I can’t understand why it happens, but it’s common. Customers want work done fast, but won’t extend the same urgency to getting you paid for it. Like with most issues in a client relationship, it can be alleviated by setting some expectations upfront. In this article we talk about How Freelancers Can Make Sure They Get Paid
In recent years, the internet has given rise to what is now known as the gig-based economy. From copywriters, designers and even virtual assistants, the gig-based economy has enabled even the humblest startup to access a much wider talent pool. In this article we discuss 4 Things Your Freelancer Wants You to Know.
Like any entrepreneur, advanced freelancers should be working on their business, as well as in it. The sales process is the first thing I worked on, and optimised, because of the importance of it. This guide will take you through finding leads, discussing the project and closing the deal. A sales process for advanced freelancer should take up at least 20% of your time during engagements. And 100% of your time in a dry spell.
Writing proposals has to be the most time consuming and least motivating part of freelance work. A lot of effort goes into the production and presentation, making sure all the client’s questions are answered as well as having answers for any questions that might come up in the future. There is a trick to delivering proposals that don’t require the typical production values, although you still have to write them.
Many of you have transitioned from being full-time employees to freelance workers, but during that transition, you lost some direction. You may have been spending more time on client work than planning your own future, but we have some easy tips to help you get ahead while freelancing, even if you feel behind.
Graphic design—you may think the profession is all about art, but the reality is much different. All professional graphic designers have at least one story about a “hellish” client. Client demands can get in the way of a designer’s creative process, making things complicated. It might be unpleasant, but putting up with difficult clients and delivering as ordered is part of the job. Graphic designers, thus, should master the art of compromise.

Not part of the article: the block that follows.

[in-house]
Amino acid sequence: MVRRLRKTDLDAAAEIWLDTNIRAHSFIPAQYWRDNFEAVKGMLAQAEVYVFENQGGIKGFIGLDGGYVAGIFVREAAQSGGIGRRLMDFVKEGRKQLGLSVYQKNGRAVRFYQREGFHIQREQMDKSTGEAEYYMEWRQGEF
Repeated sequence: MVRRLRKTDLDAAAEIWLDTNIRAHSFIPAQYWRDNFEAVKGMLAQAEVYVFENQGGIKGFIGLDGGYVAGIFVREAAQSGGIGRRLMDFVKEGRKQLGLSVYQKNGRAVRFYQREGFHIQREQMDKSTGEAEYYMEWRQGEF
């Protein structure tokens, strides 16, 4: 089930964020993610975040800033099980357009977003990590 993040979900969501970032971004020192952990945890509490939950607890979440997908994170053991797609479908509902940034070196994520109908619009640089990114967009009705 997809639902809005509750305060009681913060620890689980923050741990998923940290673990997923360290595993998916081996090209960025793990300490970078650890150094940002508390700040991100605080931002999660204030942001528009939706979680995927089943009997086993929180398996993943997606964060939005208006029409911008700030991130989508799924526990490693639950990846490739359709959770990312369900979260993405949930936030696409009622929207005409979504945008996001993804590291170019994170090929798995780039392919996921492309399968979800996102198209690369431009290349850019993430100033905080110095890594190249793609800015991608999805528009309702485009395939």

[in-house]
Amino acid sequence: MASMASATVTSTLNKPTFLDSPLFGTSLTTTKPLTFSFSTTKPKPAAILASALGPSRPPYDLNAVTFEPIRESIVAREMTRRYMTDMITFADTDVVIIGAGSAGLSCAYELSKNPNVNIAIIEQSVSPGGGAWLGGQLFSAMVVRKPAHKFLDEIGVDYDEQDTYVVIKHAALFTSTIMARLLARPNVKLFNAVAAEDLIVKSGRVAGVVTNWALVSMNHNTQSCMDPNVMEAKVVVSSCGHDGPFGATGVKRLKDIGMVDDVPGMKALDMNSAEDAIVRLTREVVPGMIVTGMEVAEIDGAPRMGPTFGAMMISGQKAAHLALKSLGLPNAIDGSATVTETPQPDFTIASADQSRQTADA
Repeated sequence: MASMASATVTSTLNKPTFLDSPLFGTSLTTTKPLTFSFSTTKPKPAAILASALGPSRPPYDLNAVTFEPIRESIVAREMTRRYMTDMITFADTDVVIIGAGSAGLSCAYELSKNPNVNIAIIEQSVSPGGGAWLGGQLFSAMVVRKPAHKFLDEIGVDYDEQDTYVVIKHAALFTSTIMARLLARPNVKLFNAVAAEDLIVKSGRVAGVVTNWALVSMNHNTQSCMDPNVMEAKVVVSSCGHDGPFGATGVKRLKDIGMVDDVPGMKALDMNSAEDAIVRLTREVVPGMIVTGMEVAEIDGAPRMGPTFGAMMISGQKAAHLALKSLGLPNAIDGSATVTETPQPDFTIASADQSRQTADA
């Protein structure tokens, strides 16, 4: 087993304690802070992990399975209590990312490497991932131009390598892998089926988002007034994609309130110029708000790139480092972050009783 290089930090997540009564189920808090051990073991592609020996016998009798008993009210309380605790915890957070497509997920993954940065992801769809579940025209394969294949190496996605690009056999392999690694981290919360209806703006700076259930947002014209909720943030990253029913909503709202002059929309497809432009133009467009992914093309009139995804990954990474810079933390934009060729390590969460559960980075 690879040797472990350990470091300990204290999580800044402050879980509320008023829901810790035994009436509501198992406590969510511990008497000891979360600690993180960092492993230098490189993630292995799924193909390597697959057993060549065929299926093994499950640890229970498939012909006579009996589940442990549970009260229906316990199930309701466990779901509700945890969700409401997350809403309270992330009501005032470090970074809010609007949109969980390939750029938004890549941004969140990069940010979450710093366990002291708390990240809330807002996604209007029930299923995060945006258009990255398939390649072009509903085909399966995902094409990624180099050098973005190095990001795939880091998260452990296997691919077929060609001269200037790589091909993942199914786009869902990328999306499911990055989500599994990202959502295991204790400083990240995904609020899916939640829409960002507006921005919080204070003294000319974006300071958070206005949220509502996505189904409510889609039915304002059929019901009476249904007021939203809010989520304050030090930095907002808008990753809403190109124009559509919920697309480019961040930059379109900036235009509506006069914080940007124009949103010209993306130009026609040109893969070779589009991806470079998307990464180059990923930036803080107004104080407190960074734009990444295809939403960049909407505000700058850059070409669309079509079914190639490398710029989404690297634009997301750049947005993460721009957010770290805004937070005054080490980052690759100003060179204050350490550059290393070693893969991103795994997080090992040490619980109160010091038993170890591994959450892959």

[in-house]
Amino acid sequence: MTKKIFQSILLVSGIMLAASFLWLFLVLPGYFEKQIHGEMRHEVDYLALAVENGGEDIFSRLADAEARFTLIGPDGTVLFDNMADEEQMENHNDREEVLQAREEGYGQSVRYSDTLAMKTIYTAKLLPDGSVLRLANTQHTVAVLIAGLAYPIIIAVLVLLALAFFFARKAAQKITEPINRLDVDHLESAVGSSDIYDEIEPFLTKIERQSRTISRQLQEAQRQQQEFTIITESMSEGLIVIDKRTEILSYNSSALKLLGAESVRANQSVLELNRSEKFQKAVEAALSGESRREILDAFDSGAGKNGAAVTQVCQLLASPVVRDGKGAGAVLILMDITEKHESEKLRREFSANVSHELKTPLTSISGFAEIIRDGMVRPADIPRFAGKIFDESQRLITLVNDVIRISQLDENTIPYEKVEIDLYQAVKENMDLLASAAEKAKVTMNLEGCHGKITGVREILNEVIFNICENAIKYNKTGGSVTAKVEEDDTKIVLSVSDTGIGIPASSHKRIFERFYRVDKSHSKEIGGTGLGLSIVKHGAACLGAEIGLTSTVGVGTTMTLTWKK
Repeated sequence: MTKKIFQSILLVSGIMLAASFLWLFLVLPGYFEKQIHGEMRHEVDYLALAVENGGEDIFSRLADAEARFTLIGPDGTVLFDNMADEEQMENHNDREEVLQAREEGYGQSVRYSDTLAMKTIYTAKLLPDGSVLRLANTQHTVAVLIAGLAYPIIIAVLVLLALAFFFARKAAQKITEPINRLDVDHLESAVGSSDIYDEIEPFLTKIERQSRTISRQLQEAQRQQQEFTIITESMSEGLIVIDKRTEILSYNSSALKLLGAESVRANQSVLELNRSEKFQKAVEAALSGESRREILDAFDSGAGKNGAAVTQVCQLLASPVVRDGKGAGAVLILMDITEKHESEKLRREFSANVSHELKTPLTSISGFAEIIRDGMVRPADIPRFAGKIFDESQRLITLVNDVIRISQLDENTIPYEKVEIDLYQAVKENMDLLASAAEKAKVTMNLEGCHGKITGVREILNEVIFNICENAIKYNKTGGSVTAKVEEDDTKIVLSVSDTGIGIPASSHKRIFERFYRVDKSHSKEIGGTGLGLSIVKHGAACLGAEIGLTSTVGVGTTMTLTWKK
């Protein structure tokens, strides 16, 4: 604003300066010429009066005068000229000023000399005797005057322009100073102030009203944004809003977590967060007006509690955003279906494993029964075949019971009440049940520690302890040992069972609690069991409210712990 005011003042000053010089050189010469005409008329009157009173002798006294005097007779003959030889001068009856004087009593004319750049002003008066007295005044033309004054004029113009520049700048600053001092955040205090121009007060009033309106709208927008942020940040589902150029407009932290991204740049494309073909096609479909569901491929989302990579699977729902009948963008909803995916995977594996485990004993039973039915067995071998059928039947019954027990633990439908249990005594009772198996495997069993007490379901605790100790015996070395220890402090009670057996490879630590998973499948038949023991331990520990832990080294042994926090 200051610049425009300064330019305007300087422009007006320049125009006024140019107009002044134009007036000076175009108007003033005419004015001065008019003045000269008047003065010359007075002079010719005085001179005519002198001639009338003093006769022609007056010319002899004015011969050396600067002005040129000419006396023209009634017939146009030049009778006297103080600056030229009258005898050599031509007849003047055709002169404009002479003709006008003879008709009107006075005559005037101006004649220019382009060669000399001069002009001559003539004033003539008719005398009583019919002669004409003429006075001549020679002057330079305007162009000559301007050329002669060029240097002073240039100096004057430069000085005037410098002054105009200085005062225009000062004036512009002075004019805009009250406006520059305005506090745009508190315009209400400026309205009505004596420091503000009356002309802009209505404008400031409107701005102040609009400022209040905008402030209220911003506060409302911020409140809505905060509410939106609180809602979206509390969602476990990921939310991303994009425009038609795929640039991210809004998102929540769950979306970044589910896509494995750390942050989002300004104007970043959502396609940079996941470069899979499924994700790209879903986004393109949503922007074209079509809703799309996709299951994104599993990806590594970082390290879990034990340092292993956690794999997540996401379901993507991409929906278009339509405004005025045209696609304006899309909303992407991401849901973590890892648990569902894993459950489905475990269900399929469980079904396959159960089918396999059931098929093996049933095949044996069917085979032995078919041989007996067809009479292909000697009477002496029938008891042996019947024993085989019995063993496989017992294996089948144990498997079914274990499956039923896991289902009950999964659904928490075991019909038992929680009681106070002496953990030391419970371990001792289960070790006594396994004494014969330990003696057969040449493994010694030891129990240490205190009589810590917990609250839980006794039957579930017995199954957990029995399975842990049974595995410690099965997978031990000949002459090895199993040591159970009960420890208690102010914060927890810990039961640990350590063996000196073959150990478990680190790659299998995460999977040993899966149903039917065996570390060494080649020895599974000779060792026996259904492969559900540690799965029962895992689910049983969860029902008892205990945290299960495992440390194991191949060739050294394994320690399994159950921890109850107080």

A freelance niche refers to a small segment of the total market that buys freelance services. This can be defined as a “horizontal” segment, usually focused on a particular service, like “Logo Design”. And a “vertical” segment, focused on a particular sector of an industry, like online retail. Ignore broad service segments (horizontal), because nobody seeks out services. They want to solve their problems. Instead, I’ll try to convince you to focus on the problems of a specific industry (vertical). The goal is to spend the least amount of time winning work, and more time billing.
Creative block is an unavoidable and unfortunate side-effect of being a graphic designer, however when you design for a living then you can’t afford to stop working while you wait for your muse to return. Fortunately, creative block is a temporary ailment that can be overcome quickly if the right measurements are taken.
When most people think of negotiation, they think of hostages and they start to get nervous. But the negotiation phase is a good thing. It means your potential customer is very interested in your services. It’s the last step in the sales process, matching their perceived value of what you do, to what they’re willing to pay.
Are you currently frustrated because you’re landing low-paying clients? I get it. I was frustrated for years and tried every piece of advice that came my way about how to charge more. From endlessly talking about what’s stopping me, to charging more with every new client, nothing worked consistently.
I would hear things like, “It’s all mindset. You just need the confidence to charge higher prices.” And while that’s true, where does the confidence come from? Do we just need to muster enough to be able to charge more? Or was there something else to it?